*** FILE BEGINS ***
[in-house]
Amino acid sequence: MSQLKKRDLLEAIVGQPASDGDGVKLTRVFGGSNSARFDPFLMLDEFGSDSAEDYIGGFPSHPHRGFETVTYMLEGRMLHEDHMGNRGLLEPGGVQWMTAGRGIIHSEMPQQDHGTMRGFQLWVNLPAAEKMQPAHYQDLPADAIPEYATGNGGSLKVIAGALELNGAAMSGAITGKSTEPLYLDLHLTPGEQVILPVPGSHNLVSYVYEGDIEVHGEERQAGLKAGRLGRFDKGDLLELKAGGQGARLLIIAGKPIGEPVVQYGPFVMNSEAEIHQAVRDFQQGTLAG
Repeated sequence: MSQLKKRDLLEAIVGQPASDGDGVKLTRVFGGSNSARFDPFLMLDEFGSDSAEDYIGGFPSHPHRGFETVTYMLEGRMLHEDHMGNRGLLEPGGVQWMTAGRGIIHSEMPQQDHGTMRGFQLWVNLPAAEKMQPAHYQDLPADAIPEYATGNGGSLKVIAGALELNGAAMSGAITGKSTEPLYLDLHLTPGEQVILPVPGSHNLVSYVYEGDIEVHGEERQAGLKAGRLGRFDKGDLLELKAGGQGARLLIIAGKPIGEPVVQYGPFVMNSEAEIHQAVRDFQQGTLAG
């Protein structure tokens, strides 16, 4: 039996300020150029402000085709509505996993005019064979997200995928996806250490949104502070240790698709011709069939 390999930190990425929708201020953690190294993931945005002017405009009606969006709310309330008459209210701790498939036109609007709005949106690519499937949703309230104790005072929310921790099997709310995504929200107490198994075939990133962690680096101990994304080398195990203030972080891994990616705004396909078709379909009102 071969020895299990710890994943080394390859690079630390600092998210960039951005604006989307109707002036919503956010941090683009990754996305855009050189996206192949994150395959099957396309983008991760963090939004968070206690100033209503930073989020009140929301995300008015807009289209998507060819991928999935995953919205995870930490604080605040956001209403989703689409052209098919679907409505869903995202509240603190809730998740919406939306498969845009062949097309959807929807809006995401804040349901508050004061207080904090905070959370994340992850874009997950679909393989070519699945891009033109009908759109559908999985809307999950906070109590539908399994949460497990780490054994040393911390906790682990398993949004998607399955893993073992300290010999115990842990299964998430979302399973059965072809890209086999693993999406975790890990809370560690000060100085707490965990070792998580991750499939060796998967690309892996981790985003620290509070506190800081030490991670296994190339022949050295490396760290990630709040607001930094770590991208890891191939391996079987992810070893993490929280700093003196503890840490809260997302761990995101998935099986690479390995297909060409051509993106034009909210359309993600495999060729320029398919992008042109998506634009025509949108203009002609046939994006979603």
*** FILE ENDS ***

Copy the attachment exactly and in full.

[in-house]
Amino acid sequence: MSQLKKRDLLEAIVGQPASDGDGVKLTRVFGGSNSARFDPFLMLDEFGSDSAEDYIGGFPSHPHRGFETVTYMLEGRMLHEDHMGNRGLLEPGGVQWMTAGRGIIHSEMPQQDHGTMRGFQLWVNLPAAEKMQPAHYQDLPADAIPEYATGNGGSLKVIAGALELNGAAMSGAITGKSTEPLYLDLHLTPGEQVILPVPGSHNLVSYVYEGDIEVHGEERQAGLKAGRLGRFDKGDLLELKAGGQGARLLIIAGKPIGEPVVQYGPFVMNSEAEIHQAVRDFQQGTLAG
Repeated sequence: MSQLKKRDLLEAIVGQPASDGDGVKLTRVFGGSNSARFDPFLMLDEFGSDSAEDYIGGFPSHPHRGFETVTYMLEGRMLHEDHMGNRGLLEPGGVQWMTAGRGIIHSEMPQQDHGTMRGFQLWVNLPAAEKMQPAHYQDLPADAIPEYATGNGGSLKVIAGALELNGAAMSGAITGKSTEPLYLDLHLTPGEQVILPVPGSHNLVSYVYEGDIEVHGEERQAGLKAGRLGRFDKGDLLELKAGGQGARLLIIAGKPIGEPVVQYGPFVMNSEAEIHQAVRDFQQGTLAG
């Protein structure tokens, strides 16, 4: 039996300020150029402000085709509505996993005019064979997200995928996806250490949104502070240790698709011709069939 390999930190990425929708201020953690190294993931945005002017405009009606969006709310309330008459209210701790498939036109609007709005949106690519499937949703309230104790005072929310921790099997709310995504929200107490198994075939990133962690680096101990994304080398195990203030972080891994990616705004396909078709379909009102 071969020895299990710890994943080394390859690079630390600092998210960039951005604006989307109707002036919503956010941090683009990754996305855009050189996206192949994150395959099957396309983008991760963090939004968070206690100033209503930073989020009140929301995300008015807009289209998507060819991928999935995953919205995870930490604080605040956001209403989703689409052209098919679907409505869903995202509240603190809730998740919406939306498969845009062949097309959807929807809006995401804040349901508050004061207080904090905070959370994340992850874009997950679909393989070519699945891009033109009908759109559908999985809307999950906070109590539908399994949460497990780490054994040393911390906790682990398993949004998607399955893993073992300290010999115990842990299964998430979302399973059965072809890209086999693993999406975790890990809370560690000060100085707490965990070792998580991750499939060796998967690309892996981790985003620290509070506190800081030490991670296994190339022949050295490396760290990630709040607001930094770590991208890891191939391996079987992810070893993490929280700093003196503890840490809260997302761990995101998935099986690479390995297909060409051509993106034009909210359309993600495999060729320029398919992008042109998506634009025509949108203009002609046939994006979603």